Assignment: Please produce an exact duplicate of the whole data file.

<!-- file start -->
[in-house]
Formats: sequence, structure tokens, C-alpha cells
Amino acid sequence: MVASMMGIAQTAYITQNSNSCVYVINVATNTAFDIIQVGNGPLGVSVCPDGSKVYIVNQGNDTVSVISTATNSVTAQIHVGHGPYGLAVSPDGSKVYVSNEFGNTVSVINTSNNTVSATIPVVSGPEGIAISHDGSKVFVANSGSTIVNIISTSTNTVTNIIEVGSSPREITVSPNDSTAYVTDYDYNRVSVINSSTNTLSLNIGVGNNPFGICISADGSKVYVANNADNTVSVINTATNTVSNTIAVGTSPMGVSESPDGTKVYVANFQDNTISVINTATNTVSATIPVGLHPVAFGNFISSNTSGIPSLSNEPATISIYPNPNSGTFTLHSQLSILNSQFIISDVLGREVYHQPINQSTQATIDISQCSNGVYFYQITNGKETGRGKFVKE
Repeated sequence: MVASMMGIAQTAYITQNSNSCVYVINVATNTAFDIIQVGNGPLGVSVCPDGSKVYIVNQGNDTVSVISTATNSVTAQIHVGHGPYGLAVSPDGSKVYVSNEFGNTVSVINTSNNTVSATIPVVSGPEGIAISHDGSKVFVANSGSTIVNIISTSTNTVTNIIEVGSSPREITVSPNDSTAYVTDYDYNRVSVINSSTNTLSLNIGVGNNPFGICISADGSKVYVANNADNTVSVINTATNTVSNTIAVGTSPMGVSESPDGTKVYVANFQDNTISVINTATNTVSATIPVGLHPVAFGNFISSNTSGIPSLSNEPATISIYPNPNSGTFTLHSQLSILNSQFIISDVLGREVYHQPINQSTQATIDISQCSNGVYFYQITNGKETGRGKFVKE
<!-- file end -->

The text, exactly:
[in-house]
Formats: sequence, structure tokens, C-alpha cells
Amino acid sequence: MVASMMGIAQTAYITQNSNSCVYVINVATNTAFDIIQVGNGPLGVSVCPDGSKVYIVNQGNDTVSVISTATNSVTAQIHVGHGPYGLAVSPDGSKVYVSNEFGNTVSVINTSNNTVSATIPVVSGPEGIAISHDGSKVFVANSGSTIVNIISTSTNTVTNIIEVGSSPREITVSPNDSTAYVTDYDYNRVSVINSSTNTLSLNIGVGNNPFGICISADGSKVYVANNADNTVSVINTATNTVSNTIAVGTSPMGVSESPDGTKVYVANFQDNTISVINTATNTVSATIPVGLHPVAFGNFISSNTSGIPSLSNEPATISIYPNPNSGTFTLHSQLSILNSQFIISDVLGREVYHQPINQSTQATIDISQCSNGVYFYQITNGKETGRGKFVKE
Repeated sequence: MVASMMGIAQTAYITQNSNSCVYVINVATNTAFDIIQVGNGPLGVSVCPDGSKVYIVNQGNDTVSVISTATNSVTAQIHVGHGPYGLAVSPDGSKVYVSNEFGNTVSVINTSNNTVSATIPVVSGPEGIAISHDGSKVFVANSGSTIVNIISTSTNTVTNIIEVGSSPREITVSPNDSTAYVTDYDYNRVSVINSSTNTLSLNIGVGNNPFGICISADGSKVYVANNADNTVSVINTATNTVSNTIAVGTSPMGVSESPDGTKVYVANFQDNTISVINTATNTVSATIPVGLHPVAFGNFISSNTSGIPSLSNEPATISIYPNPNSGTFTLHSQLSILNSQFIISDVLGREVYHQPINQSTQATIDISQCSNGVYFYQITNGKETGRGKFVKE